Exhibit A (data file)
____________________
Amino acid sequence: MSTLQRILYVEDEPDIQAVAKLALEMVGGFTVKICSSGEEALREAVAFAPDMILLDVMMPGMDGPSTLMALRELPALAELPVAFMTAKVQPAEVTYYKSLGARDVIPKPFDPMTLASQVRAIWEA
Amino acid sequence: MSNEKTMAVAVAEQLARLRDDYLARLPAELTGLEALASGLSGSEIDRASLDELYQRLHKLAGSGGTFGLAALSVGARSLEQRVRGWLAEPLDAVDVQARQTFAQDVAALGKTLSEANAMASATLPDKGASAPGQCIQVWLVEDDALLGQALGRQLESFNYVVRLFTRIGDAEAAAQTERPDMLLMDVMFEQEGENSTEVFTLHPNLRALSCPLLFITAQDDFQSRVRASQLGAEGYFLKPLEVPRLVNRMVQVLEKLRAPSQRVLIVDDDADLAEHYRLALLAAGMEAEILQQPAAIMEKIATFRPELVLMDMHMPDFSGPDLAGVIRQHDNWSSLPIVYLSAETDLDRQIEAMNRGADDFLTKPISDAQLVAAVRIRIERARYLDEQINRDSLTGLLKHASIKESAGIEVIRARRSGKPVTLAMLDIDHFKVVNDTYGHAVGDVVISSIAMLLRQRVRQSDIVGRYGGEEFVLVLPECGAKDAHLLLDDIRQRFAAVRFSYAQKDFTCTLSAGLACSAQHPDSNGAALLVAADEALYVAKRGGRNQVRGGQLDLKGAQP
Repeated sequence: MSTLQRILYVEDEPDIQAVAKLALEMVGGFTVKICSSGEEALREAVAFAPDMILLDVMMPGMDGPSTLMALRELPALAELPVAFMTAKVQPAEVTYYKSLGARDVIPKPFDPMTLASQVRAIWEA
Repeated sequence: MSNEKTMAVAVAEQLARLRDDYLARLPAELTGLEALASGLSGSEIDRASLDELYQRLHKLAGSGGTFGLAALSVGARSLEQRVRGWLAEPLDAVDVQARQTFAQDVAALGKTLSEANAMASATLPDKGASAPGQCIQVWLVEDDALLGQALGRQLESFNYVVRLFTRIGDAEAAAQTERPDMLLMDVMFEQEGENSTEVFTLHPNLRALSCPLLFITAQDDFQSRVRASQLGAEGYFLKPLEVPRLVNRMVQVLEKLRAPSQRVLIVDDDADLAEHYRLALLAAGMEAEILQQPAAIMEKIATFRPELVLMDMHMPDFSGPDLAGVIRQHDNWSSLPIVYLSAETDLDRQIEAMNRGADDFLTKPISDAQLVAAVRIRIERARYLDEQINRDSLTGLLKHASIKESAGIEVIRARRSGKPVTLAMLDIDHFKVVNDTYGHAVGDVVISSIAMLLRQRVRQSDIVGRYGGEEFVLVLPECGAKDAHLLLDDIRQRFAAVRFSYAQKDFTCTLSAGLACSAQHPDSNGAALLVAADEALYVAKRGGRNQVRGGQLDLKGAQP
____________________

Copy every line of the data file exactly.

Amino acid sequence: MSTLQRILYVEDEPDIQAVAKLALEMVGGFTVKICSSGEEALREAVAFAPDMILLDVMMPGMDGPSTLMALRELPALAELPVAFMTAKVQPAEVTYYKSLGARDVIPKPFDPMTLASQVRAIWEA
Amino acid sequence: MSNEKTMAVAVAEQLARLRDDYLARLPAELTGLEALASGLSGSEIDRASLDELYQRLHKLAGSGGTFGLAALSVGARSLEQRVRGWLAEPLDAVDVQARQTFAQDVAALGKTLSEANAMASATLPDKGASAPGQCIQVWLVEDDALLGQALGRQLESFNYVVRLFTRIGDAEAAAQTERPDMLLMDVMFEQEGENSTEVFTLHPNLRALSCPLLFITAQDDFQSRVRASQLGAEGYFLKPLEVPRLVNRMVQVLEKLRAPSQRVLIVDDDADLAEHYRLALLAAGMEAEILQQPAAIMEKIATFRPELVLMDMHMPDFSGPDLAGVIRQHDNWSSLPIVYLSAETDLDRQIEAMNRGADDFLTKPISDAQLVAAVRIRIERARYLDEQINRDSLTGLLKHASIKESAGIEVIRARRSGKPVTLAMLDIDHFKVVNDTYGHAVGDVVISSIAMLLRQRVRQSDIVGRYGGEEFVLVLPECGAKDAHLLLDDIRQRFAAVRFSYAQKDFTCTLSAGLACSAQHPDSNGAALLVAADEALYVAKRGGRNQVRGGQLDLKGAQP
Repeated sequence: MSTLQRILYVEDEPDIQAVAKLALEMVGGFTVKICSSGEEALREAVAFAPDMILLDVMMPGMDGPSTLMALRELPALAELPVAFMTAKVQPAEVTYYKSLGARDVIPKPFDPMTLASQVRAIWEA
Repeated sequence: MSNEKTMAVAVAEQLARLRDDYLARLPAELTGLEALASGLSGSEIDRASLDELYQRLHKLAGSGGTFGLAALSVGARSLEQRVRGWLAEPLDAVDVQARQTFAQDVAALGKTLSEANAMASATLPDKGASAPGQCIQVWLVEDDALLGQALGRQLESFNYVVRLFTRIGDAEAAAQTERPDMLLMDVMFEQEGENSTEVFTLHPNLRALSCPLLFITAQDDFQSRVRASQLGAEGYFLKPLEVPRLVNRMVQVLEKLRAPSQRVLIVDDDADLAEHYRLALLAAGMEAEILQQPAAIMEKIATFRPELVLMDMHMPDFSGPDLAGVIRQHDNWSSLPIVYLSAETDLDRQIEAMNRGADDFLTKPISDAQLVAAVRIRIERARYLDEQINRDSLTGLLKHASIKESAGIEVIRARRSGKPVTLAMLDIDHFKVVNDTYGHAVGDVVISSIAMLLRQRVRQSDIVGRYGGEEFVLVLPECGAKDAHLLLDDIRQRFAAVRFSYAQKDFTCTLSAGLACSAQHPDSNGAALLVAADEALYVAKRGGRNQVRGGQLDLKGAQP